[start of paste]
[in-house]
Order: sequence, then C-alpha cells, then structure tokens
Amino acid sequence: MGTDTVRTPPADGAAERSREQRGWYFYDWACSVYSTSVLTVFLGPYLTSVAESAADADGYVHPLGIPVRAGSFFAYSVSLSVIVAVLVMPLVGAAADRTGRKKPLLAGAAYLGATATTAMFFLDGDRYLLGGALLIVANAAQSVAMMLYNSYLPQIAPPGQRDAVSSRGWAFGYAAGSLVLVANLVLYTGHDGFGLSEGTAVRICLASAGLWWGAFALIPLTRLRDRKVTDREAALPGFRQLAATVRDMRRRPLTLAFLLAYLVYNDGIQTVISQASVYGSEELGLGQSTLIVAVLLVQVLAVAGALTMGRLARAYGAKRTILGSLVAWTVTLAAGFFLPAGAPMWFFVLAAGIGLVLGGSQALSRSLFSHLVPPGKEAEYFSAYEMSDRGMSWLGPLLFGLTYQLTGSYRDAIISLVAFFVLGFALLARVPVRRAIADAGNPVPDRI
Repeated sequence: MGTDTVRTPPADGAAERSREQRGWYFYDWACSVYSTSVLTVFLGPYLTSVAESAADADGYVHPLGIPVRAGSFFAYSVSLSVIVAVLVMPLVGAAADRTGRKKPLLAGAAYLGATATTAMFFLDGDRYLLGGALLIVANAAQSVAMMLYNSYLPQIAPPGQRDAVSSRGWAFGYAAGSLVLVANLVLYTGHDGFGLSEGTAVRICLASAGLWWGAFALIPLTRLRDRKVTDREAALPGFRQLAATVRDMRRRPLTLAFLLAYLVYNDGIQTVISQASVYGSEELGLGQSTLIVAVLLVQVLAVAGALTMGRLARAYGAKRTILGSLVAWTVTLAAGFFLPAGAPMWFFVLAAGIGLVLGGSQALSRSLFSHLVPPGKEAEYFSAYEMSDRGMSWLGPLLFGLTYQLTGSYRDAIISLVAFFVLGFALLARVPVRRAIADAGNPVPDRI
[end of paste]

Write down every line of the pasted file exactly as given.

[in-house]
Order: sequence, then C-alpha cells, then structure tokens
Amino acid sequence: MGTDTVRTPPADGAAERSREQRGWYFYDWACSVYSTSVLTVFLGPYLTSVAESAADADGYVHPLGIPVRAGSFFAYSVSLSVIVAVLVMPLVGAAADRTGRKKPLLAGAAYLGATATTAMFFLDGDRYLLGGALLIVANAAQSVAMMLYNSYLPQIAPPGQRDAVSSRGWAFGYAAGSLVLVANLVLYTGHDGFGLSEGTAVRICLASAGLWWGAFALIPLTRLRDRKVTDREAALPGFRQLAATVRDMRRRPLTLAFLLAYLVYNDGIQTVISQASVYGSEELGLGQSTLIVAVLLVQVLAVAGALTMGRLARAYGAKRTILGSLVAWTVTLAAGFFLPAGAPMWFFVLAAGIGLVLGGSQALSRSLFSHLVPPGKEAEYFSAYEMSDRGMSWLGPLLFGLTYQLTGSYRDAIISLVAFFVLGFALLARVPVRRAIADAGNPVPDRI
Repeated sequence: MGTDTVRTPPADGAAERSREQRGWYFYDWACSVYSTSVLTVFLGPYLTSVAESAADADGYVHPLGIPVRAGSFFAYSVSLSVIVAVLVMPLVGAAADRTGRKKPLLAGAAYLGATATTAMFFLDGDRYLLGGALLIVANAAQSVAMMLYNSYLPQIAPPGQRDAVSSRGWAFGYAAGSLVLVANLVLYTGHDGFGLSEGTAVRICLASAGLWWGAFALIPLTRLRDRKVTDREAALPGFRQLAATVRDMRRRPLTLAFLLAYLVYNDGIQTVISQASVYGSEELGLGQSTLIVAVLLVQVLAVAGALTMGRLARAYGAKRTILGSLVAWTVTLAAGFFLPAGAPMWFFVLAAGIGLVLGGSQALSRSLFSHLVPPGKEAEYFSAYEMSDRGMSWLGPLLFGLTYQLTGSYRDAIISLVAFFVLGFALLARVPVRRAIADAGNPVPDRI